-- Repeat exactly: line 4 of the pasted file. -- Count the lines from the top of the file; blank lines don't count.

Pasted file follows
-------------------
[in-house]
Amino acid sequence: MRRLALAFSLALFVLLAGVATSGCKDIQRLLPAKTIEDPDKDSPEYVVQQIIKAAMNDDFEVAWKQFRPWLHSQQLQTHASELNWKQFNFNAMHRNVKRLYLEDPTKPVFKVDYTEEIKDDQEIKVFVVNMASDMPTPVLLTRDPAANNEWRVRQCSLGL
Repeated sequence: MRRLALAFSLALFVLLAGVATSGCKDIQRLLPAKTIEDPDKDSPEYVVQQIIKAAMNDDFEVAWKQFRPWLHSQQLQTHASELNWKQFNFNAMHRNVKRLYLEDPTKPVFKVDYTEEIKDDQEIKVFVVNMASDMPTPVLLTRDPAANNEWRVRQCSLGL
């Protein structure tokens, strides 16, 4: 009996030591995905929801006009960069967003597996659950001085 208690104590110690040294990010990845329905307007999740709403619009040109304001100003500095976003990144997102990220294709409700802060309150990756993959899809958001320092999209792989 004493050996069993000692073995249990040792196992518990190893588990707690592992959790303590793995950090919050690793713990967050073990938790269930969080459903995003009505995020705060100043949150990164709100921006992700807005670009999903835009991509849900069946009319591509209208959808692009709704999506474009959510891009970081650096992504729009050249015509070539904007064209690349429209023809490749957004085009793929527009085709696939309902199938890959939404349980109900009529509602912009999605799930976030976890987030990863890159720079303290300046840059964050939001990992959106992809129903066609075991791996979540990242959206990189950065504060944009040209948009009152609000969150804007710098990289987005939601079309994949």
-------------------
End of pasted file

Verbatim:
């Protein structure tokens, strides 16, 4: 009996030591995905929801006009960069967003597996659950001085 208690104590110690040294990010990845329905307007999740709403619009040109304001100003500095976003990144997102990220294709409700802060309150990756993959899809958001320092999209792989 004493050996069993000692073995249990040792196992518990190893588990707690592992959790303590793995950090919050690793713990967050073990938790269930969080459903995003009505995020705060100043949150990164709100921006992700807005670009999903835009991509849900069946009319591509209208959808692009709704999506474009959510891009970081650096992504729009050249015509070539904007064209690349429209023809490749957004085009793929527009085709696939309902199938890959939404349980109900009529509602912009999605799930976030976890987030990863890159720079303290300046840059964050939001990992959106992809129903066609075991791996979540990242959206990189950065504060944009040209948009009152609000969150804007710098990289987005939601079309994949």